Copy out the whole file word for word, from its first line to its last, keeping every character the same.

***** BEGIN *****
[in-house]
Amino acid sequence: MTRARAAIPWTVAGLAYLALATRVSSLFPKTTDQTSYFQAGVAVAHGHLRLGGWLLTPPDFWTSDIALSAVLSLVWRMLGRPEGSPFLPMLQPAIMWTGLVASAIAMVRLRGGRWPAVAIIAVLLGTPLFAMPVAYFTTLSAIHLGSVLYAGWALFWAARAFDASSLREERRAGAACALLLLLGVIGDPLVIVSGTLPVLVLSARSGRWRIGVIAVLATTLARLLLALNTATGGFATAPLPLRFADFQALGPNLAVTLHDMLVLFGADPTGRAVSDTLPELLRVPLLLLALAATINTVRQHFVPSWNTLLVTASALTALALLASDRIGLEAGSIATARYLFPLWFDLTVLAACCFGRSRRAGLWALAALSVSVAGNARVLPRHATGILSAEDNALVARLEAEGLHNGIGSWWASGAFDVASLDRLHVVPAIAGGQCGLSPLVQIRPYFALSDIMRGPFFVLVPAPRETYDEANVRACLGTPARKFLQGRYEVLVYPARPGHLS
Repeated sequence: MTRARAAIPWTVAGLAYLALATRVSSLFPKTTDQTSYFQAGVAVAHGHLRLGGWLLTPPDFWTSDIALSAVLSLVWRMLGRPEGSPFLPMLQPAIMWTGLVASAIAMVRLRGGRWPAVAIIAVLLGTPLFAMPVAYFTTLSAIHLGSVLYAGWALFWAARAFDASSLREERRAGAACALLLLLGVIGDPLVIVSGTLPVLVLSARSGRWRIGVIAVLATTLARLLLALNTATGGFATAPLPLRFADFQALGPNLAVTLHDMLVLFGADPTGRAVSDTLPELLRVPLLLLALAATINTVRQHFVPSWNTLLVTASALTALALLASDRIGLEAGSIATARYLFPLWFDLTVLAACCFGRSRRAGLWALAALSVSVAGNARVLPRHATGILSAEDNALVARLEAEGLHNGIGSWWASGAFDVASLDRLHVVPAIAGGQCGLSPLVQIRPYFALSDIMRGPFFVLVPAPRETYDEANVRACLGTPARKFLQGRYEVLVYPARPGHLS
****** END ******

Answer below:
[in-house]
Amino acid sequence: MTRARAAIPWTVAGLAYLALATRVSSLFPKTTDQTSYFQAGVAVAHGHLRLGGWLLTPPDFWTSDIALSAVLSLVWRMLGRPEGSPFLPMLQPAIMWTGLVASAIAMVRLRGGRWPAVAIIAVLLGTPLFAMPVAYFTTLSAIHLGSVLYAGWALFWAARAFDASSLREERRAGAACALLLLLGVIGDPLVIVSGTLPVLVLSARSGRWRIGVIAVLATTLARLLLALNTATGGFATAPLPLRFADFQALGPNLAVTLHDMLVLFGADPTGRAVSDTLPELLRVPLLLLALAATINTVRQHFVPSWNTLLVTASALTALALLASDRIGLEAGSIATARYLFPLWFDLTVLAACCFGRSRRAGLWALAALSVSVAGNARVLPRHATGILSAEDNALVARLEAEGLHNGIGSWWASGAFDVASLDRLHVVPAIAGGQCGLSPLVQIRPYFALSDIMRGPFFVLVPAPRETYDEANVRACLGTPARKFLQGRYEVLVYPARPGHLS
Repeated sequence: MTRARAAIPWTVAGLAYLALATRVSSLFPKTTDQTSYFQAGVAVAHGHLRLGGWLLTPPDFWTSDIALSAVLSLVWRMLGRPEGSPFLPMLQPAIMWTGLVASAIAMVRLRGGRWPAVAIIAVLLGTPLFAMPVAYFTTLSAIHLGSVLYAGWALFWAARAFDASSLREERRAGAACALLLLLGVIGDPLVIVSGTLPVLVLSARSGRWRIGVIAVLATTLARLLLALNTATGGFATAPLPLRFADFQALGPNLAVTLHDMLVLFGADPTGRAVSDTLPELLRVPLLLLALAATINTVRQHFVPSWNTLLVTASALTALALLASDRIGLEAGSIATARYLFPLWFDLTVLAACCFGRSRRAGLWALAALSVSVAGNARVLPRHATGILSAEDNALVARLEAEGLHNGIGSWWASGAFDVASLDRLHVVPAIAGGQCGLSPLVQIRPYFALSDIMRGPFFVLVPAPRETYDEANVRACLGTPARKFLQGRYEVLVYPARPGHLS